Financial Risk Taking: An Introduction to the Psychology of Trading and Behavioural Finance by Mike Elvin (Wiley, 2004) is a derivative book. Elvin summarizes Mark Douglas’ The Disciplined Trader, Alexander Elder’s Trading for a Living and Come into My Trading Room, and Lewis Borsellino’s The Day Trader from the Pit to the PC. He reviews psychological literature as it relates to trading, and he looks for insights from the martial arts and Budo Zen. The problem is that the book reads like a shoebox full of note cards.
I did laugh, however, at one image that Elvin invokes twice: “Monitoring is a form of risk management and doing it well should allow your winners to run and assist you to cut your losers short. . . There is a downside to monitoring and I like the metaphor of the gardener who pulls out his plant to see how the roots are growing.” (p. 55) Again, “Worry has a significant and direct effect upon investment performance. The trader who continually worries about the outcome of his positions is not likely to do well. He is likely to be like the gardener . . . who digs up his plant to see how the roots are growing.” (p. 98)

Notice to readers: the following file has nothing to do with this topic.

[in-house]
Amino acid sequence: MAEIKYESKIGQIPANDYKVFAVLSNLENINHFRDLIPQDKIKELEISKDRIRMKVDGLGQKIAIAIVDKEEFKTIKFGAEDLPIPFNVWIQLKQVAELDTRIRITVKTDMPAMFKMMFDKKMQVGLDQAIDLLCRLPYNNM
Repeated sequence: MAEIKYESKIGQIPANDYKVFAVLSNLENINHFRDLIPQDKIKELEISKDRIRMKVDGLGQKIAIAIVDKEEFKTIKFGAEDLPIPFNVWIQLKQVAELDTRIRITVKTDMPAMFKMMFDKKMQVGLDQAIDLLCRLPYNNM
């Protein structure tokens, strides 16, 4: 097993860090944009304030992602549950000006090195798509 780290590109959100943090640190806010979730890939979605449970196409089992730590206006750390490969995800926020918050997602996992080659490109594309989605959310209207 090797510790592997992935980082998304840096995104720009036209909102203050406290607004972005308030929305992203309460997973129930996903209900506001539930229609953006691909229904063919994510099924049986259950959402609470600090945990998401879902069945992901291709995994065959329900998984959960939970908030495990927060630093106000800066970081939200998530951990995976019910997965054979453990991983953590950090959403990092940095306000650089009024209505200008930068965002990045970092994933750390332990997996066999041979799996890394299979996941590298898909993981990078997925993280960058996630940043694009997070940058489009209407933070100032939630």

For the novice unfamiliar with the literature on the psychology of trading and behavioral finance Elvin’s book may serve as an annotated bibliography. But there are definitely better books available; soon enough I’ll review one of the best.